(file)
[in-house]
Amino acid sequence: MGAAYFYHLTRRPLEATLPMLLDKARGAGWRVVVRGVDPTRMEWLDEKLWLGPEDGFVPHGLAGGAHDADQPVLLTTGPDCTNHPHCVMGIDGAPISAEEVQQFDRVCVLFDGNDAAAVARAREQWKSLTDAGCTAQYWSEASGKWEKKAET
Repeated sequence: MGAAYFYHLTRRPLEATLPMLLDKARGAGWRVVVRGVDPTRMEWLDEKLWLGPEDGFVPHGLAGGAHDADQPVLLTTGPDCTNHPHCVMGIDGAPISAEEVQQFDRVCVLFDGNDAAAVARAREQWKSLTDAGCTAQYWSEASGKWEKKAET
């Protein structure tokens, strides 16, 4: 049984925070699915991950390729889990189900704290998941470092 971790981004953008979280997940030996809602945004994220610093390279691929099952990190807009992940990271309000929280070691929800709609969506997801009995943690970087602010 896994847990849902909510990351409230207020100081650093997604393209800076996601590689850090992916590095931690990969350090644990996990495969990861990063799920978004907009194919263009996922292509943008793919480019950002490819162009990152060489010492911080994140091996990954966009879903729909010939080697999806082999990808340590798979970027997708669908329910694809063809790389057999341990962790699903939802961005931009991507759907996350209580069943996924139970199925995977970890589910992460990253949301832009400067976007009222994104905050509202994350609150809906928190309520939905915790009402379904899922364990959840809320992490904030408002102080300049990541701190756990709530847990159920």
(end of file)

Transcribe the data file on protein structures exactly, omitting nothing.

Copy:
[in-house]
Amino acid sequence: MGAAYFYHLTRRPLEATLPMLLDKARGAGWRVVVRGVDPTRMEWLDEKLWLGPEDGFVPHGLAGGAHDADQPVLLTTGPDCTNHPHCVMGIDGAPISAEEVQQFDRVCVLFDGNDAAAVARAREQWKSLTDAGCTAQYWSEASGKWEKKAET
Repeated sequence: MGAAYFYHLTRRPLEATLPMLLDKARGAGWRVVVRGVDPTRMEWLDEKLWLGPEDGFVPHGLAGGAHDADQPVLLTTGPDCTNHPHCVMGIDGAPISAEEVQQFDRVCVLFDGNDAAAVARAREQWKSLTDAGCTAQYWSEASGKWEKKAET
């Protein structure tokens, strides 16, 4: 049984925070699915991950390729889990189900704290998941470092 971790981004953008979280997940030996809602945004994220610093390279691929099952990190807009992940990271309000929280070691929800709609969506997801009995943690970087602010 896994847990849902909510990351409230207020100081650093997604393209800076996601590689850090992916590095931690990969350090644990996990495969990861990063799920978004907009194919263009996922292509943008793919480019950002490819162009990152060489010492911080994140091996990954966009879903729909010939080697999806082999990808340590798979970027997708669908329910694809063809790389057999341990962790699903939802961005931009991507759907996350209580069943996924139970199925995977970890589910992460990253949301832009400067976007009222994104905050509202994350609150809906928190309520939905915790009402379904899922364990959840809320992490904030408002102080300049990541701190756990709530847990159920």